By using CSDs as building blocks, the SLAs provide a platform for the tabulation and presentation of additional data. For example, the data to indicate the demand for road infrastructure may be tabulated (such as the number of workers who drive their vehicle to work). The demand for community college infrastructure may be indicated by the number of individuals in high school who are residing in this "functional" SLA. Since our SLAs, by construction, have stronger "within-group" ties and weaker ties with neighbouring jurisdictions, the SLA structure provides a platform to assemble and to present these data.
In addition, other data may be overlaid on the SLA structure. Map 8 shows an overlay of the highway road networks and the SLAs. In larger cities, commuting flow data is combined with other information and similar road network files in order to create projections of traffic patterns and utilization of services. The SLA classification allows a similar procedure to be followed in rural Canada. Census data provides one measure of the strength of commuting between rural areas. To the extent that commuting patterns are similar to shopping patterns and the pattern of use of other services (such as hospitals and post-secondary educational institutions), the SLA delineation is one place from which to build an understanding of these patterns.
SLAs offer a pattern of "functional areas" based on commuting patterns. Analysts may use these patterns plus other information to create their own functional areas. As an example of one potential application, one might compare our SLAs (Map 9) and health regions (Map 10) for southern Ontario. This comparison may be helpful for planners of health service delivery4. Note the weak correlation between the SLA boundaries and the boundaries of a health region (or a group of health regions).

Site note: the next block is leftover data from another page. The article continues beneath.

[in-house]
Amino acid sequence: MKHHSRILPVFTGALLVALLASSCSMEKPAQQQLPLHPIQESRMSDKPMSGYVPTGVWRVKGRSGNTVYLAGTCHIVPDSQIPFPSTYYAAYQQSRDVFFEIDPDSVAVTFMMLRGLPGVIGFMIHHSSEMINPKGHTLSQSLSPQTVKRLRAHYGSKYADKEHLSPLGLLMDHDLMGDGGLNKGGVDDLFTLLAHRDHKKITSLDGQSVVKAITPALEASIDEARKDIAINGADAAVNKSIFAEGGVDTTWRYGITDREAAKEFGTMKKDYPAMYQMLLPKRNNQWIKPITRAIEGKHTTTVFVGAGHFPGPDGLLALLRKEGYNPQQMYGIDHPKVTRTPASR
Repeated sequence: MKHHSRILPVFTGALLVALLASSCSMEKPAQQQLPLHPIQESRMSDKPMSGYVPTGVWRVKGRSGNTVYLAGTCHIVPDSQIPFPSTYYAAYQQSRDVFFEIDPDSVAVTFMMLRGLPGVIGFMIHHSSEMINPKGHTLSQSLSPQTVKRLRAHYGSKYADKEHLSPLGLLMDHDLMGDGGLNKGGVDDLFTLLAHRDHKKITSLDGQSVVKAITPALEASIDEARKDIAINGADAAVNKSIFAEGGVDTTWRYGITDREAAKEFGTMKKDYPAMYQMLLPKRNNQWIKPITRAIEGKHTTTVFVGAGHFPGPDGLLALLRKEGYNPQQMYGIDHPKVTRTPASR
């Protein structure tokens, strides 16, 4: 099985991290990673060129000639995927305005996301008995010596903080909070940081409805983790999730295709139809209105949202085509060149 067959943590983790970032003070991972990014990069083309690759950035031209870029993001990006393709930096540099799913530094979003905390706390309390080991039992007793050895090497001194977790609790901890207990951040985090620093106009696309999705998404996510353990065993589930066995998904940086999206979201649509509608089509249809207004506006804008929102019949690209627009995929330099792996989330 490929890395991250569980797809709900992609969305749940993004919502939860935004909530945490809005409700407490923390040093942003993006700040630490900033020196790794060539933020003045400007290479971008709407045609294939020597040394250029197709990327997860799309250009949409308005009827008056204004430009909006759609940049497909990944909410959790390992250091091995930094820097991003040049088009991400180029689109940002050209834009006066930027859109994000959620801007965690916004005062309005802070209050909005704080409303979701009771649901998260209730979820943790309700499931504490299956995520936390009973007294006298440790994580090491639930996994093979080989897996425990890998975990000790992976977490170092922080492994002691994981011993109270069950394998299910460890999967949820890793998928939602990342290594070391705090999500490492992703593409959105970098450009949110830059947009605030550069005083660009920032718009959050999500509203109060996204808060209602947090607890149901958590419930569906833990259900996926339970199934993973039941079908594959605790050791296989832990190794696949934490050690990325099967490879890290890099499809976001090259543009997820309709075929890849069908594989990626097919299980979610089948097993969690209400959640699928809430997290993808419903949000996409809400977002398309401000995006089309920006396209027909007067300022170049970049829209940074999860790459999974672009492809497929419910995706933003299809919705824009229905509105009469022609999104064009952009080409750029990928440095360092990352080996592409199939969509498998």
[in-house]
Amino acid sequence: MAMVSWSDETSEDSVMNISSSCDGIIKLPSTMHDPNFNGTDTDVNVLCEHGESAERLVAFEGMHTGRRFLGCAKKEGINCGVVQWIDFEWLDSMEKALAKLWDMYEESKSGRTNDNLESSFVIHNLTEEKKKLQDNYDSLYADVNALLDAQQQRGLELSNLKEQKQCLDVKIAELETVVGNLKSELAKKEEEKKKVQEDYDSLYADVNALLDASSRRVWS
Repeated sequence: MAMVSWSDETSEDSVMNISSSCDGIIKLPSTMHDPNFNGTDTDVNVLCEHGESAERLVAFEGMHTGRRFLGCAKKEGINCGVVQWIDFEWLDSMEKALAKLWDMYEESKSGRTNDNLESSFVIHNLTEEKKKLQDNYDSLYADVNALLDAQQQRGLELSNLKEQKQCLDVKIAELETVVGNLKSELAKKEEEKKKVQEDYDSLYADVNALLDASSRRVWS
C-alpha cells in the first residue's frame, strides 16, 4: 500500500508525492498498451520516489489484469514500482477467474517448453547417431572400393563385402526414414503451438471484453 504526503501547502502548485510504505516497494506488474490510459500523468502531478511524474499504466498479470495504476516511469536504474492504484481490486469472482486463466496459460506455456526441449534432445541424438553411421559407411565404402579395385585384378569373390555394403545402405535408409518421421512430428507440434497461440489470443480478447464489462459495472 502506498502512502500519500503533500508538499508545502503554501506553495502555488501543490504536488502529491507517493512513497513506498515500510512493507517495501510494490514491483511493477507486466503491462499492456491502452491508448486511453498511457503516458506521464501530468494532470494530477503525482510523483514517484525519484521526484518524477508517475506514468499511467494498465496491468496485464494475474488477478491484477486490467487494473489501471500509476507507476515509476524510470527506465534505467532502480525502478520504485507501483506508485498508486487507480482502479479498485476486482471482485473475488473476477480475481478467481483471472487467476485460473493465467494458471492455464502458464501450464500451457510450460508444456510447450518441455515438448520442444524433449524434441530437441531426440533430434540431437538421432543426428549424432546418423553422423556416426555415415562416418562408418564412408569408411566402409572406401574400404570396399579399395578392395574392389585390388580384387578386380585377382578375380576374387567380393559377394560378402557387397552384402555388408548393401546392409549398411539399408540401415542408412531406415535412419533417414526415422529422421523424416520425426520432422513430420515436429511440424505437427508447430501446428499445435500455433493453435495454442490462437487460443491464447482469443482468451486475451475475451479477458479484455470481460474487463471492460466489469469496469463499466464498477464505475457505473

This is a particularly interesting case because population health outcomes and health service utilization are potentially connected to an individual's workplace as well as to their residence. That is to say, people may be expected to use the services near to where they live or the services accessible on their way to their place of work. Also, the health regions and the SLAs may be examined in conjunction in order to understand natural disaster or health emergency situations.
This example illustrates one way a SLA classification might be used as a basis for comparing and understanding already established systems.
In this analysis we delineated 349 self-contained labour areas (SLAs) using commuting data from the 2006 Census of Population. These SLAs are clusters of two or more CSDs with strong and reciprocally important commuting flows. SLAs allow us to gain a better understanding of the labour market context within which workers live and work.